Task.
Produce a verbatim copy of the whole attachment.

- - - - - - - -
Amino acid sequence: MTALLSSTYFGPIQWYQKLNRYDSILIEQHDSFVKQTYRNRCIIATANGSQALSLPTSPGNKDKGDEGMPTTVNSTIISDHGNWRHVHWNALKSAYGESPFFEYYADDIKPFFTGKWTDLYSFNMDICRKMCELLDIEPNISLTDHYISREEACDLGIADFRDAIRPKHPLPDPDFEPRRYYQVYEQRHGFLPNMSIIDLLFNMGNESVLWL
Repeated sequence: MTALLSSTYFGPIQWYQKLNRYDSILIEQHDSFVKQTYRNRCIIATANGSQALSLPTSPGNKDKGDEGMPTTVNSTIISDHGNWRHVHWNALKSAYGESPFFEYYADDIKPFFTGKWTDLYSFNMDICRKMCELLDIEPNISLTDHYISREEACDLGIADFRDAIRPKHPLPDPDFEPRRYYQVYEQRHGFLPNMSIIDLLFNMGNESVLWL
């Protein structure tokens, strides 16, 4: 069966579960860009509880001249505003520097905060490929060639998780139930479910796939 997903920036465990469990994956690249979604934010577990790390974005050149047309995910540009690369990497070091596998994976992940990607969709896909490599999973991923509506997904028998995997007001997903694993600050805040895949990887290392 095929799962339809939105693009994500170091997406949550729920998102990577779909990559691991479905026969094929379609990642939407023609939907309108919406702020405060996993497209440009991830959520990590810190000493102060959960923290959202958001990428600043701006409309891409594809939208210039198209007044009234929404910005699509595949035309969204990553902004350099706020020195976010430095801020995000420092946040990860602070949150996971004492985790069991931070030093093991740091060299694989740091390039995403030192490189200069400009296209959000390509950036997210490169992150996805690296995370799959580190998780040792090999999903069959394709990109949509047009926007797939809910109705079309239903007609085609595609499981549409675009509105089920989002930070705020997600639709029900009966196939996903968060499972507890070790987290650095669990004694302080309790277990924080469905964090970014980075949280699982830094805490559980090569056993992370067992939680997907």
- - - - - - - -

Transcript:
Amino acid sequence: MTALLSSTYFGPIQWYQKLNRYDSILIEQHDSFVKQTYRNRCIIATANGSQALSLPTSPGNKDKGDEGMPTTVNSTIISDHGNWRHVHWNALKSAYGESPFFEYYADDIKPFFTGKWTDLYSFNMDICRKMCELLDIEPNISLTDHYISREEACDLGIADFRDAIRPKHPLPDPDFEPRRYYQVYEQRHGFLPNMSIIDLLFNMGNESVLWL
Repeated sequence: MTALLSSTYFGPIQWYQKLNRYDSILIEQHDSFVKQTYRNRCIIATANGSQALSLPTSPGNKDKGDEGMPTTVNSTIISDHGNWRHVHWNALKSAYGESPFFEYYADDIKPFFTGKWTDLYSFNMDICRKMCELLDIEPNISLTDHYISREEACDLGIADFRDAIRPKHPLPDPDFEPRRYYQVYEQRHGFLPNMSIIDLLFNMGNESVLWL
């Protein structure tokens, strides 16, 4: 069966579960860009509880001249505003520097905060490929060639998780139930479910796939 997903920036465990469990994956690249979604934010577990790390974005050149047309995910540009690369990497070091596998994976992940990607969709896909490599999973991923509506997904028998995997007001997903694993600050805040895949990887290392 095929799962339809939105693009994500170091997406949550729920998102990577779909990559691991479905026969094929379609990642939407023609939907309108919406702020405060996993497209440009991830959520990590810190000493102060959960923290959202958001990428600043701006409309891409594809939208210039198209007044009234929404910005699509595949035309969204990553902004350099706020020195976010430095801020995000420092946040990860602070949150996971004492985790069991931070030093093991740091060299694989740091390039995403030192490189200069400009296209959000390509950036997210490169992150996805690296995370799959580190998780040792090999999903069959394709990109949509047009926007797939809910109705079309239903007609085609595609499981549409675009509105089920989002930070705020997600639709029900009966196939996903968060499972507890070790987290650095669990004694302080309790277990924080469905964090970014980075949280699982830094805490559980090569056993992370067992939680997907």